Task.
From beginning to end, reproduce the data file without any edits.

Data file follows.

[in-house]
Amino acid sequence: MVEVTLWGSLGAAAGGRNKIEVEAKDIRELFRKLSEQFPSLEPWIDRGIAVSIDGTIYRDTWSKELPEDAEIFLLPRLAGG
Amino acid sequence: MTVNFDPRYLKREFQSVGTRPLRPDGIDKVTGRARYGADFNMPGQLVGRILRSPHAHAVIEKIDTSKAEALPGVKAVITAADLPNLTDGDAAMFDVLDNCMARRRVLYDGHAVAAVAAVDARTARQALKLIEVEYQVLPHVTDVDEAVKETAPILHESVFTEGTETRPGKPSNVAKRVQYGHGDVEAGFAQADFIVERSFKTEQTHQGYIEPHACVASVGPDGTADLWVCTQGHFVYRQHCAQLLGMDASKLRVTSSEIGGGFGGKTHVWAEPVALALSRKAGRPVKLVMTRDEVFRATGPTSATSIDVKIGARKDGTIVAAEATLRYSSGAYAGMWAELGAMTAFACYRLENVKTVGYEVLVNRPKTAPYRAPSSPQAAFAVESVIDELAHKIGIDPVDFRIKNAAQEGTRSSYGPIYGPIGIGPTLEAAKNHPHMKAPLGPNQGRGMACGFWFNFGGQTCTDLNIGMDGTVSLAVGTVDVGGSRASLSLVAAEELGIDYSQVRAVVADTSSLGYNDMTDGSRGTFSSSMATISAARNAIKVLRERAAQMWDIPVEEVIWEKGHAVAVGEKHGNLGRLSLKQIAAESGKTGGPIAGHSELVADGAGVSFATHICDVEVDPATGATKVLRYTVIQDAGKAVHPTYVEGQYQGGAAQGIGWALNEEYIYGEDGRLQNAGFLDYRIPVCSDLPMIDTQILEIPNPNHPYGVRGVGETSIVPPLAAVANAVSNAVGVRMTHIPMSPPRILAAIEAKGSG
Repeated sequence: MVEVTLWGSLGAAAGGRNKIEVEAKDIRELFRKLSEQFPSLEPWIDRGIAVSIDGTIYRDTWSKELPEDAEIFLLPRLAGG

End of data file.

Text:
[in-house]
Amino acid sequence: MVEVTLWGSLGAAAGGRNKIEVEAKDIRELFRKLSEQFPSLEPWIDRGIAVSIDGTIYRDTWSKELPEDAEIFLLPRLAGG
Amino acid sequence: MTVNFDPRYLKREFQSVGTRPLRPDGIDKVTGRARYGADFNMPGQLVGRILRSPHAHAVIEKIDTSKAEALPGVKAVITAADLPNLTDGDAAMFDVLDNCMARRRVLYDGHAVAAVAAVDARTARQALKLIEVEYQVLPHVTDVDEAVKETAPILHESVFTEGTETRPGKPSNVAKRVQYGHGDVEAGFAQADFIVERSFKTEQTHQGYIEPHACVASVGPDGTADLWVCTQGHFVYRQHCAQLLGMDASKLRVTSSEIGGGFGGKTHVWAEPVALALSRKAGRPVKLVMTRDEVFRATGPTSATSIDVKIGARKDGTIVAAEATLRYSSGAYAGMWAELGAMTAFACYRLENVKTVGYEVLVNRPKTAPYRAPSSPQAAFAVESVIDELAHKIGIDPVDFRIKNAAQEGTRSSYGPIYGPIGIGPTLEAAKNHPHMKAPLGPNQGRGMACGFWFNFGGQTCTDLNIGMDGTVSLAVGTVDVGGSRASLSLVAAEELGIDYSQVRAVVADTSSLGYNDMTDGSRGTFSSSMATISAARNAIKVLRERAAQMWDIPVEEVIWEKGHAVAVGEKHGNLGRLSLKQIAAESGKTGGPIAGHSELVADGAGVSFATHICDVEVDPATGATKVLRYTVIQDAGKAVHPTYVEGQYQGGAAQGIGWALNEEYIYGEDGRLQNAGFLDYRIPVCSDLPMIDTQILEIPNPNHPYGVRGVGETSIVPPLAAVANAVSNAVGVRMTHIPMSPPRILAAIEAKGSG
Repeated sequence: MVEVTLWGSLGAAAGGRNKIEVEAKDIRELFRKLSEQFPSLEPWIDRGIAVSIDGTIYRDTWSKELPEDAEIFLLPRLAGG